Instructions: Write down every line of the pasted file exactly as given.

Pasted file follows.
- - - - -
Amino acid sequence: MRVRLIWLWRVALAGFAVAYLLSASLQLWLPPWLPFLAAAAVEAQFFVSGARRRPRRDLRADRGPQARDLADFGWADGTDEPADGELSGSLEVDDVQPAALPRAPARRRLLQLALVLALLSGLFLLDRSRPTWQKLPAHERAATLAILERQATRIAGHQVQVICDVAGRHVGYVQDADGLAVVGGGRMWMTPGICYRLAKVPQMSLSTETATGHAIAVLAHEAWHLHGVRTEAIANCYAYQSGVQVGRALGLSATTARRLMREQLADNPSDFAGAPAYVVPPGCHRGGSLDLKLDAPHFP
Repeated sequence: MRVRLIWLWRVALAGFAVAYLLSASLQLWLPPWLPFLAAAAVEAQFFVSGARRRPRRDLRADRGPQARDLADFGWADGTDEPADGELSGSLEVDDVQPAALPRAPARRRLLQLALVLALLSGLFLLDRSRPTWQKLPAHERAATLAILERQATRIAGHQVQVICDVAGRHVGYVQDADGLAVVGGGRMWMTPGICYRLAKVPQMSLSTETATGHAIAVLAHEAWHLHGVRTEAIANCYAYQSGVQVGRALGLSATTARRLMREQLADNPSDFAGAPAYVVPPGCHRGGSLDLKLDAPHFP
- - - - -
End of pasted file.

Amino acid sequence: MRVRLIWLWRVALAGFAVAYLLSASLQLWLPPWLPFLAAAAVEAQFFVSGARRRPRRDLRADRGPQARDLADFGWADGTDEPADGELSGSLEVDDVQPAALPRAPARRRLLQLALVLALLSGLFLLDRSRPTWQKLPAHERAATLAILERQATRIAGHQVQVICDVAGRHVGYVQDADGLAVVGGGRMWMTPGICYRLAKVPQMSLSTETATGHAIAVLAHEAWHLHGVRTEAIANCYAYQSGVQVGRALGLSATTARRLMREQLADNPSDFAGAPAYVVPPGCHRGGSLDLKLDAPHFP
Repeated sequence: MRVRLIWLWRVALAGFAVAYLLSASLQLWLPPWLPFLAAAAVEAQFFVSGARRRPRRDLRADRGPQARDLADFGWADGTDEPADGELSGSLEVDDVQPAALPRAPARRRLLQLALVLALLSGLFLLDRSRPTWQKLPAHERAATLAILERQATRIAGHQVQVICDVAGRHVGYVQDADGLAVVGGGRMWMTPGICYRLAKVPQMSLSTETATGHAIAVLAHEAWHLHGVRTEAIANCYAYQSGVQVGRALGLSATTARRLMREQLADNPSDFAGAPAYVVPPGCHRGGSLDLKLDAPHFP